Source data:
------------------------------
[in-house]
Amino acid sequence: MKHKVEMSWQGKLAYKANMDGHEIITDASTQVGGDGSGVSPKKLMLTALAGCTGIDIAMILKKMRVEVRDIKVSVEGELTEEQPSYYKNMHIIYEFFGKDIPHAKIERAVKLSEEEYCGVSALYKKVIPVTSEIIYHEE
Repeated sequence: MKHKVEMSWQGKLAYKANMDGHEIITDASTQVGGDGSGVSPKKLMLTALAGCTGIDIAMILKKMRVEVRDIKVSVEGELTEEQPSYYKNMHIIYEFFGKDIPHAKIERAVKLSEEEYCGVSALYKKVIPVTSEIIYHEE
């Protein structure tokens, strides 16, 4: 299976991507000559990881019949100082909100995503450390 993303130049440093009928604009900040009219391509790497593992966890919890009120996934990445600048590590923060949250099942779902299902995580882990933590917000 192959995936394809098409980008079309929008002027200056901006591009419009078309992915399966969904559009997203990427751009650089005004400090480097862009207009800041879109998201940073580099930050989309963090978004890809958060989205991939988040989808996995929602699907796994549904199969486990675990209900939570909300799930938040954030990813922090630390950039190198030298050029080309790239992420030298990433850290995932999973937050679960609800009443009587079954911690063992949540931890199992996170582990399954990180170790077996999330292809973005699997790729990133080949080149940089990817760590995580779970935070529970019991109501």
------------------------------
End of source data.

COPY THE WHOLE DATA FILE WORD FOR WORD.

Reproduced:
[in-house]
Amino acid sequence: MKHKVEMSWQGKLAYKANMDGHEIITDASTQVGGDGSGVSPKKLMLTALAGCTGIDIAMILKKMRVEVRDIKVSVEGELTEEQPSYYKNMHIIYEFFGKDIPHAKIERAVKLSEEEYCGVSALYKKVIPVTSEIIYHEE
Repeated sequence: MKHKVEMSWQGKLAYKANMDGHEIITDASTQVGGDGSGVSPKKLMLTALAGCTGIDIAMILKKMRVEVRDIKVSVEGELTEEQPSYYKNMHIIYEFFGKDIPHAKIERAVKLSEEEYCGVSALYKKVIPVTSEIIYHEE
């Protein structure tokens, strides 16, 4: 299976991507000559990881019949100082909100995503450390 993303130049440093009928604009900040009219391509790497593992966890919890009120996934990445600048590590923060949250099942779902299902995580882990933590917000 192959995936394809098409980008079309929008002027200056901006591009419009078309992915399966969904559009997203990427751009650089005004400090480097862009207009800041879109998201940073580099930050989309963090978004890809958060989205991939988040989808996995929602699907796994549904199969486990675990209900939570909300799930938040954030990813922090630390950039190198030298050029080309790239992420030298990433850290995932999973937050679960609800009443009587079954911690063992949540931890199992996170582990399954990180170790077996999330292809973005699997790729990133080949080149940089990817760590995580779970935070529970019991109501």